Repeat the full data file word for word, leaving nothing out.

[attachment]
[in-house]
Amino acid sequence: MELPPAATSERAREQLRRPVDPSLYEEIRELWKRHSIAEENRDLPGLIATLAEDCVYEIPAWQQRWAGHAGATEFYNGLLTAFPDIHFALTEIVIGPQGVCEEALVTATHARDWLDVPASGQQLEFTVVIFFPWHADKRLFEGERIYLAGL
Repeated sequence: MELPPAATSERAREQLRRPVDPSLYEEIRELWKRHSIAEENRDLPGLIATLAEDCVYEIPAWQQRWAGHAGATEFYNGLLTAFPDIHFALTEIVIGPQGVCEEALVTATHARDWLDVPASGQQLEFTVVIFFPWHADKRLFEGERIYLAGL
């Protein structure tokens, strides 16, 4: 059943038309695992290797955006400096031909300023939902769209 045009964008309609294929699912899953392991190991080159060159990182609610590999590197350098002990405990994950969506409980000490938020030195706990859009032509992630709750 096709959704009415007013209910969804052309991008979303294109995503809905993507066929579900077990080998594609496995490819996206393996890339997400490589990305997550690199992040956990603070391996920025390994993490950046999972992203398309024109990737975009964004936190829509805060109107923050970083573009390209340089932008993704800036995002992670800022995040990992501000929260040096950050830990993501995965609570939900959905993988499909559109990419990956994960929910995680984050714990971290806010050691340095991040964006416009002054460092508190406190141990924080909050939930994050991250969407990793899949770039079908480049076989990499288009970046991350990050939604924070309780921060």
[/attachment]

[in-house]
Amino acid sequence: MELPPAATSERAREQLRRPVDPSLYEEIRELWKRHSIAEENRDLPGLIATLAEDCVYEIPAWQQRWAGHAGATEFYNGLLTAFPDIHFALTEIVIGPQGVCEEALVTATHARDWLDVPASGQQLEFTVVIFFPWHADKRLFEGERIYLAGL
Repeated sequence: MELPPAATSERAREQLRRPVDPSLYEEIRELWKRHSIAEENRDLPGLIATLAEDCVYEIPAWQQRWAGHAGATEFYNGLLTAFPDIHFALTEIVIGPQGVCEEALVTATHARDWLDVPASGQQLEFTVVIFFPWHADKRLFEGERIYLAGL
């Protein structure tokens, strides 16, 4: 059943038309695992290797955006400096031909300023939902769209 045009964008309609294929699912899953392991190991080159060159990182609610590999590197350098002990405990994950969506409980000490938020030195706990859009032509992630709750 096709959704009415007013209910969804052309991008979303294109995503809905993507066929579900077990080998594609496995490819996206393996890339997400490589990305997550690199992040956990603070391996920025390994993490950046999972992203398309024109990737975009964004936190829509805060109107923050970083573009390209340089932008993704800036995002992670800022995040990992501000929260040096950050830990993501995965609570939900959905993988499909559109990419990956994960929910995680984050714990971290806010050691340095991040964006416009002054460092508190406190141990924080909050939930994050991250969407990793899949770039079908480049076989990499288009970046991350990050939604924070309780921060």